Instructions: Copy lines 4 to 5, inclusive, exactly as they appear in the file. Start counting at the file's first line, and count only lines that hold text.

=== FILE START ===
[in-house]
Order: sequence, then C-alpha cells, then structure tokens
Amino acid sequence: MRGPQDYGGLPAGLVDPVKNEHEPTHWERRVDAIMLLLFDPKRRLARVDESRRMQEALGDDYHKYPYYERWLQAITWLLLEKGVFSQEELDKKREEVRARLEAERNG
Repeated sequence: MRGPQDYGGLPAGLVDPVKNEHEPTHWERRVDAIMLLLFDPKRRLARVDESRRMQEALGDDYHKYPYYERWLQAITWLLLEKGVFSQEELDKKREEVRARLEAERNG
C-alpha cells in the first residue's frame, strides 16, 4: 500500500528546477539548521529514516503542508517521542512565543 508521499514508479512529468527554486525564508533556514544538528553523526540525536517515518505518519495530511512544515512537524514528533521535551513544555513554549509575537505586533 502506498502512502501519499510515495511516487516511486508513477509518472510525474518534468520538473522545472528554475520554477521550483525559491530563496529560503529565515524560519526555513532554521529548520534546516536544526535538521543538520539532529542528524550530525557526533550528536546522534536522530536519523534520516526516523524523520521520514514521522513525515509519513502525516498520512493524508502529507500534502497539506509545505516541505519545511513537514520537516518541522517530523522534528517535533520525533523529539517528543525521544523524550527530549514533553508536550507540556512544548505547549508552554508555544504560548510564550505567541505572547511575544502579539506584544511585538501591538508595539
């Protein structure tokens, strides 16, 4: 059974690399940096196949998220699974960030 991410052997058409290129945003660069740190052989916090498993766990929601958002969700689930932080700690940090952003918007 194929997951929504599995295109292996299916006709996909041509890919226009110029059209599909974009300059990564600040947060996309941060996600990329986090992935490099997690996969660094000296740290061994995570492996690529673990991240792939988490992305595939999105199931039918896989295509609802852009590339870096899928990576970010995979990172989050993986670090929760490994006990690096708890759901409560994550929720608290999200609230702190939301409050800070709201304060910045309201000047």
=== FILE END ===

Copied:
Repeated sequence: MRGPQDYGGLPAGLVDPVKNEHEPTHWERRVDAIMLLLFDPKRRLARVDESRRMQEALGDDYHKYPYYERWLQAITWLLLEKGVFSQEELDKKREEVRARLEAERNG
C-alpha cells in the first residue's frame, strides 16, 4: 500500500528546477539548521529514516503542508517521542512565543 508521499514508479512529468527554486525564508533556514544538528553523526540525536517515518505518519495530511512544515512537524514528533521535551513544555513554549509575537505586533 502506498502512502501519499510515495511516487516511486508513477509518472510525474518534468520538473522545472528554475520554477521550483525559491530563496529560503529565515524560519526555513532554521529548520534546516536544526535538521543538520539532529542528524550530525557526533550528536546522534536522530536519523534520516526516523524523520521520514514521522513525515509519513502525516498520512493524508502529507500534502497539506509545505516541505519545511513537514520537516518541522517530523522534528517535533520525533523529539517528543525521544523524550527530549514533553508536550507540556512544548505547549508552554508555544504560548510564550505567541505572547511575544502579539506584544511585538501591538508595539